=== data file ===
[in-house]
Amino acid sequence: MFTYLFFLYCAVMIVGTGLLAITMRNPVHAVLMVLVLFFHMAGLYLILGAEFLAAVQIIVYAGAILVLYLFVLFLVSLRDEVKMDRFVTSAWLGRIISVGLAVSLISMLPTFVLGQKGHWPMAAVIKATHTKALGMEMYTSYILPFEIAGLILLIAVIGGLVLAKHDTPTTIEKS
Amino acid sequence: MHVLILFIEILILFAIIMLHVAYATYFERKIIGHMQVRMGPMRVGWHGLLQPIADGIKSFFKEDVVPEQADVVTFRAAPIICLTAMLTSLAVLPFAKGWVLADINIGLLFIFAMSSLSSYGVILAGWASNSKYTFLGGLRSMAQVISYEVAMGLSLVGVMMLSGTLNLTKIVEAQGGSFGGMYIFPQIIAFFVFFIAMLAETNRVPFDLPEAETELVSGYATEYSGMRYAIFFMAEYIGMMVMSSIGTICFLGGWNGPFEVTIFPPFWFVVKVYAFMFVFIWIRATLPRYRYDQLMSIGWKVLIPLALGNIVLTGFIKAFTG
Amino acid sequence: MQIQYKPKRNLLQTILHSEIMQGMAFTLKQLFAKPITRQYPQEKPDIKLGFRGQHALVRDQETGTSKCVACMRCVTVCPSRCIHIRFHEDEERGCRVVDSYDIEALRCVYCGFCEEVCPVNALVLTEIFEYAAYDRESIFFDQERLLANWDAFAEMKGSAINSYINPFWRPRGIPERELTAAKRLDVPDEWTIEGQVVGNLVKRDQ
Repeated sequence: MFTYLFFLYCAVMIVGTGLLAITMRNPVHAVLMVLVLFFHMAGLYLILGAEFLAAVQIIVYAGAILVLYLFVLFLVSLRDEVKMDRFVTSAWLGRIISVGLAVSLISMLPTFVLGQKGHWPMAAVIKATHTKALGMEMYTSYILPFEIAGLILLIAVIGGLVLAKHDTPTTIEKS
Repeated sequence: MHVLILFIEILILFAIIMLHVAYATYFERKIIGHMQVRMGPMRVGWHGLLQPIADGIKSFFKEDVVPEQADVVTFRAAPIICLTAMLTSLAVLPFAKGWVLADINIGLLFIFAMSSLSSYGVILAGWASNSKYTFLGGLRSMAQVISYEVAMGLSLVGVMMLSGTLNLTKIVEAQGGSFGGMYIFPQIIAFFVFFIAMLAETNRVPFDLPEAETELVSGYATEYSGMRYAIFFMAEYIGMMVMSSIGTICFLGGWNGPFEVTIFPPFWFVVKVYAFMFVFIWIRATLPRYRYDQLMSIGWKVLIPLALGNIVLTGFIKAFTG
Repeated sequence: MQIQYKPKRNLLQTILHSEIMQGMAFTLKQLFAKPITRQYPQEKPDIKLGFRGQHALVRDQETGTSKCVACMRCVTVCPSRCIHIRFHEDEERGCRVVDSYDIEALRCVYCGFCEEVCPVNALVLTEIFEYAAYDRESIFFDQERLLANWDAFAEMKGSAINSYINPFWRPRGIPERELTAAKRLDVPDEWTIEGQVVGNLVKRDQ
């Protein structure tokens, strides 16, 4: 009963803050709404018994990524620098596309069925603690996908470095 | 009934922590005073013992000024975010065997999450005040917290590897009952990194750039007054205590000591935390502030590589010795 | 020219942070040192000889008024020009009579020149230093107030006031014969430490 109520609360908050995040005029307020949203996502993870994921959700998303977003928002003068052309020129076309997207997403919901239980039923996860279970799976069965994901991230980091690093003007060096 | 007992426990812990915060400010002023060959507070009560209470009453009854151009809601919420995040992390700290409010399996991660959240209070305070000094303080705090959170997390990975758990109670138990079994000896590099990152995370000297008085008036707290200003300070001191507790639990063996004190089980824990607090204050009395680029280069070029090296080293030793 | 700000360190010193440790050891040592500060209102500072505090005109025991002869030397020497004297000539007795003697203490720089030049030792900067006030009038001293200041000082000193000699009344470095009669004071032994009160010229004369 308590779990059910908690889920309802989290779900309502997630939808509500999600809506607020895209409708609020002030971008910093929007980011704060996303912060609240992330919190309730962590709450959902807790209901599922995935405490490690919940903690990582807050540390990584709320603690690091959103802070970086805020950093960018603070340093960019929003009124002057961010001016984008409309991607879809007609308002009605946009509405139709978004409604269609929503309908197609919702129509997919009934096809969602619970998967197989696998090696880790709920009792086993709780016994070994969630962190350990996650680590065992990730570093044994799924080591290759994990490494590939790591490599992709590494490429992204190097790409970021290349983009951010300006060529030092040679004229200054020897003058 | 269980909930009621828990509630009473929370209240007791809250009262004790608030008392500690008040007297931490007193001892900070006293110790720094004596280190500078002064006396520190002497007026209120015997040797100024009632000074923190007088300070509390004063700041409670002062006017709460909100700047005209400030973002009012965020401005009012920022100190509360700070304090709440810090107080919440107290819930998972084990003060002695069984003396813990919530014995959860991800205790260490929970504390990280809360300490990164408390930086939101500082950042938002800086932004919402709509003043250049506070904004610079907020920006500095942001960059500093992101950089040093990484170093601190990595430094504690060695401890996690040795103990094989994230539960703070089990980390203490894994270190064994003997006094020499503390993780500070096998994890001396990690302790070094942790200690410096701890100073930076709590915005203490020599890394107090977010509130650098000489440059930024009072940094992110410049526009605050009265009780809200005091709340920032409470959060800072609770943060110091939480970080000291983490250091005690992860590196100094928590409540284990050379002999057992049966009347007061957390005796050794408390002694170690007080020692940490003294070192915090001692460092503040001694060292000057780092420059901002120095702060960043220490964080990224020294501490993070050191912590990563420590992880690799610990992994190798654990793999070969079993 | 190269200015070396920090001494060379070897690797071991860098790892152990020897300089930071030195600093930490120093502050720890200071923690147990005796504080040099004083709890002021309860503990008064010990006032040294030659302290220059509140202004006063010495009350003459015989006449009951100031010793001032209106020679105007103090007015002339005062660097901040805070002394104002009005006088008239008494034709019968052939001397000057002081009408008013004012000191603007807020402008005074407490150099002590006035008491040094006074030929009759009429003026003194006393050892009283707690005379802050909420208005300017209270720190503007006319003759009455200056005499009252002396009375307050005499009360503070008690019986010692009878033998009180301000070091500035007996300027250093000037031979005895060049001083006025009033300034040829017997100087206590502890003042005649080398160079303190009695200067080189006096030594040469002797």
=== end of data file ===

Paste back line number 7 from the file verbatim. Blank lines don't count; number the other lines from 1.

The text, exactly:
Repeated sequence: MQIQYKPKRNLLQTILHSEIMQGMAFTLKQLFAKPITRQYPQEKPDIKLGFRGQHALVRDQETGTSKCVACMRCVTVCPSRCIHIRFHEDEERGCRVVDSYDIEALRCVYCGFCEEVCPVNALVLTEIFEYAAYDRESIFFDQERLLANWDAFAEMKGSAINSYINPFWRPRGIPERELTAAKRLDVPDEWTIEGQVVGNLVKRDQ